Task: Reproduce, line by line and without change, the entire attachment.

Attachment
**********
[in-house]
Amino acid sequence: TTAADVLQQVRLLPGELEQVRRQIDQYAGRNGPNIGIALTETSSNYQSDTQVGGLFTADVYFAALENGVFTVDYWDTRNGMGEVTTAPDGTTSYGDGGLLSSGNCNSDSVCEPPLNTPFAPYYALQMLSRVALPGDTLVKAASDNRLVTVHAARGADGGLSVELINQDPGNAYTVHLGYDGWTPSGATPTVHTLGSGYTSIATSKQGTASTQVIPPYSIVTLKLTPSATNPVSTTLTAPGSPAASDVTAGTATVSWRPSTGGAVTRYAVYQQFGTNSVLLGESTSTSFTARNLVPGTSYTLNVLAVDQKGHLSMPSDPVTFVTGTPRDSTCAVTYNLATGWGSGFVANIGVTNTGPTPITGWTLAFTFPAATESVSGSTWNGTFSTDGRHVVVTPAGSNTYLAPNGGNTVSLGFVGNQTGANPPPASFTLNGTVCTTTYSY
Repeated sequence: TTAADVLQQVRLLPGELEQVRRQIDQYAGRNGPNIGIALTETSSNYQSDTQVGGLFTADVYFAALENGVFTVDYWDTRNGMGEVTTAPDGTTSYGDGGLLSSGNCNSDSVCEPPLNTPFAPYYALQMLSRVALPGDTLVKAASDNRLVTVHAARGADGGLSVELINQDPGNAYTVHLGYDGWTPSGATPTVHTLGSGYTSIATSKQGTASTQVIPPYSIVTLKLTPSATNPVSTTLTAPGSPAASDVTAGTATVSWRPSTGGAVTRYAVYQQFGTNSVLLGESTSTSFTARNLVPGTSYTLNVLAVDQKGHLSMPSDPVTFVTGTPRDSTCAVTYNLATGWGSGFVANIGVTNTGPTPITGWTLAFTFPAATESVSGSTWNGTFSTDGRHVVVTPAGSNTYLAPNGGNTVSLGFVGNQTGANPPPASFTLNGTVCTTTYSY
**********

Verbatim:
[in-house]
Amino acid sequence: TTAADVLQQVRLLPGELEQVRRQIDQYAGRNGPNIGIALTETSSNYQSDTQVGGLFTADVYFAALENGVFTVDYWDTRNGMGEVTTAPDGTTSYGDGGLLSSGNCNSDSVCEPPLNTPFAPYYALQMLSRVALPGDTLVKAASDNRLVTVHAARGADGGLSVELINQDPGNAYTVHLGYDGWTPSGATPTVHTLGSGYTSIATSKQGTASTQVIPPYSIVTLKLTPSATNPVSTTLTAPGSPAASDVTAGTATVSWRPSTGGAVTRYAVYQQFGTNSVLLGESTSTSFTARNLVPGTSYTLNVLAVDQKGHLSMPSDPVTFVTGTPRDSTCAVTYNLATGWGSGFVANIGVTNTGPTPITGWTLAFTFPAATESVSGSTWNGTFSTDGRHVVVTPAGSNTYLAPNGGNTVSLGFVGNQTGANPPPASFTLNGTVCTTTYSY
Repeated sequence: TTAADVLQQVRLLPGELEQVRRQIDQYAGRNGPNIGIALTETSSNYQSDTQVGGLFTADVYFAALENGVFTVDYWDTRNGMGEVTTAPDGTTSYGDGGLLSSGNCNSDSVCEPPLNTPFAPYYALQMLSRVALPGDTLVKAASDNRLVTVHAARGADGGLSVELINQDPGNAYTVHLGYDGWTPSGATPTVHTLGSGYTSIATSKQGTASTQVIPPYSIVTLKLTPSATNPVSTTLTAPGSPAASDVTAGTATVSWRPSTGGAVTRYAVYQQFGTNSVLLGESTSTSFTARNLVPGTSYTLNVLAVDQKGHLSMPSDPVTFVTGTPRDSTCAVTYNLATGWGSGFVANIGVTNTGPTPITGWTLAFTFPAATESVSGSTWNGTFSTDGRHVVVTPAGSNTYLAPNGGNTVSLGFVGNQTGANPPPASFTLNGTVCTTTYSY